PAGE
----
“I wear a helmet 95% of the time, the only time I don’t is when I am sure I will not be progressively snowboarding at all. Like when I am filming someone else, coaching, or if I am just doing some chill turns. If I start hitting jumps bigger than 15ft and hitting any rails at all I am rocking a helmet for sure. The only other reason I wouldn’t wear a helmet is heat. When it’s 80 degrees at Hood in the summer and I’m hiking, sometimes I just can’t have it on. I wear one because it makes me feel 100% confident to ride at my best, and I have grown accustomed to it. When I don’t have one on I feel sketched out. Also from seeing other rider’s head injuries, I have no issues protecting all my accumulated knowledge and amazing memories. Just a personal choice.”

“My view on helmets is that it’s totally a personal choice. I do both because I’m the product of a time where magazines wouldn’t run anything if the rider was wearing a helmet, but there are lots of occasions where I feel like wearing a helmet is the smart decision. There are lots of variables and unknowns out there to get you so if there is even the slightest concern, I feel much more comfortable if I put one on.”

Timmy Sans-Helmet-Selfie in LAAX.
Tim Humphreys Sans-Helmet-Selfie in LAAX

Most pros have competed in snowboarding events which require the use of helmets. It’s very common for athletes who never wear helmets at all to don a dome protector just for the day of competition. So in the category of competitive pro snowboarders, it would be very hard to find someone who has never worn a helmet.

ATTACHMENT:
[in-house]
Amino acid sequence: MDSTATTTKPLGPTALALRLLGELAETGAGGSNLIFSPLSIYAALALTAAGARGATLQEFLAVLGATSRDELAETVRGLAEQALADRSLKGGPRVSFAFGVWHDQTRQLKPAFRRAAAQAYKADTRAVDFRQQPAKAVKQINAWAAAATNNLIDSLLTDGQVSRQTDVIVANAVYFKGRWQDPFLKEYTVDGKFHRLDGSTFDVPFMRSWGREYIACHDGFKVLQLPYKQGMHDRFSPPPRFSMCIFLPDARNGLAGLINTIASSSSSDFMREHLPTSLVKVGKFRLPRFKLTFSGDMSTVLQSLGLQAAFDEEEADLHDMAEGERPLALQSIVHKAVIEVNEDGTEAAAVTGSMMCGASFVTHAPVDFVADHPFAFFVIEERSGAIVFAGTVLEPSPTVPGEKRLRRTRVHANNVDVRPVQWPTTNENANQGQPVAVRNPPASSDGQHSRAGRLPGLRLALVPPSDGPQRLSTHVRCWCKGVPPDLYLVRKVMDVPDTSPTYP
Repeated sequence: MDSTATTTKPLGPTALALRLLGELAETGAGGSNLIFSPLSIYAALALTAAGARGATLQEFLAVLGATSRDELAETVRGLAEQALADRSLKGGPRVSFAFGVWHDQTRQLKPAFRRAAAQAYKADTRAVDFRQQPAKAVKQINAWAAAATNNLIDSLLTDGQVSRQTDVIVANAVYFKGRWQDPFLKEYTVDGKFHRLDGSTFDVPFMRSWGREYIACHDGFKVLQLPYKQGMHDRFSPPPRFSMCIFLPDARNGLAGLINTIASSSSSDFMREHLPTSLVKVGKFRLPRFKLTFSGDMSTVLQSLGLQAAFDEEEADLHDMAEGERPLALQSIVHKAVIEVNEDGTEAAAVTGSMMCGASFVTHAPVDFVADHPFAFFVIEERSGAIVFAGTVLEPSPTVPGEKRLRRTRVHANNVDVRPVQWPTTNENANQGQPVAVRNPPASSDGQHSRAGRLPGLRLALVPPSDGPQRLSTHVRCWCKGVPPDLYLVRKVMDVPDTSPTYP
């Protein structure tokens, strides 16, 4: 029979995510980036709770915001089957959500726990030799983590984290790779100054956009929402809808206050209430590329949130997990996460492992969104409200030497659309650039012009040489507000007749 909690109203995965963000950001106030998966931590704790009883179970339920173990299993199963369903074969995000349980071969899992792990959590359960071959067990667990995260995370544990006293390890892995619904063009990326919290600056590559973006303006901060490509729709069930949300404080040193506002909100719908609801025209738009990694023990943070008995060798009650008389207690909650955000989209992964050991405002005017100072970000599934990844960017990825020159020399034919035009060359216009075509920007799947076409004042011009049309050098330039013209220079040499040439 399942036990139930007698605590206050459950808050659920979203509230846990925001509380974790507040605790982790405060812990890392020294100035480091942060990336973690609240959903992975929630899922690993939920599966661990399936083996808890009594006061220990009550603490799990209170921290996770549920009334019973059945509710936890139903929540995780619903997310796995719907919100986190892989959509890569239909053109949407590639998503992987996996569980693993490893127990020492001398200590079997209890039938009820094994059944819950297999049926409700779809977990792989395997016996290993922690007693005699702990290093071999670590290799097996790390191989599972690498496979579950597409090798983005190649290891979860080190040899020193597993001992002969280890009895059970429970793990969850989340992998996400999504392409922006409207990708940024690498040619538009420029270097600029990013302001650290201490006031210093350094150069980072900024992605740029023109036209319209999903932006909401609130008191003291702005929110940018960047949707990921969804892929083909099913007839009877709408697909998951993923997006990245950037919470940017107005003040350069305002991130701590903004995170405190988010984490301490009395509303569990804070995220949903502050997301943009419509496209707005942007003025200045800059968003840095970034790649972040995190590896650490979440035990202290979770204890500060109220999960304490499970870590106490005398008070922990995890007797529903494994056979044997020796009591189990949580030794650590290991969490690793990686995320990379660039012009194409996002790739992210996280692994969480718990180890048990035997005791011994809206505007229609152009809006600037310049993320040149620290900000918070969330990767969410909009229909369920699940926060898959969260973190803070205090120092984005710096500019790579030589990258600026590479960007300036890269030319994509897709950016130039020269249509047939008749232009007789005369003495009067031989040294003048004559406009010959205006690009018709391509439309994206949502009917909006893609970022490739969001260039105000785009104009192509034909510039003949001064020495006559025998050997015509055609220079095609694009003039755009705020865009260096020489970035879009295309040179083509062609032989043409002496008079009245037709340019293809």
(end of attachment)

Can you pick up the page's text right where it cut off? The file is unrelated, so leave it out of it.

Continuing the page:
However, there is the matter of pros who don’t compete at all which in my experience is probably the group of snowboarders with the lowest helmet count per capita. These guys are well known for following trends in skateboarding and surf culture (neither of which are very keen on helmets) as well as setting trends of their own. There are a few riders in this group who wear the safety cap but the vast majority do not. This choice could certainly be attributed to image since how they look on video is a large part of what they are getting paid for.

Danny Toumarkine surfing pow with his helmet on in Chamonix, France Photo: Conor Toumarkine
Danny Toumarkine</a surfing pow with his helmet on in Chamonix, France – Photo: Conor Toumarkine

I also reached out to Danny Toumarkine, a pro snowboarder who survived a traumatic brain injury while we were snowboarding together in Montana. Danny sustained this injury while not wearing a helmet and here’s what he had to say on the matter.

“I completely understand why people don’t wear helmets because I never wore one before my TBI (traumatic brain injury). You can make up any excuse you want to about why you don’t wear one but the truth is, everyone should be wearing one. For me, I never really thought it was super important to wear a helmet because I had never hit my head, not once. Whether you’re just cruising around and not ‘getting after it’ or having a really progressive day, I believe that it’s super important to wear one.”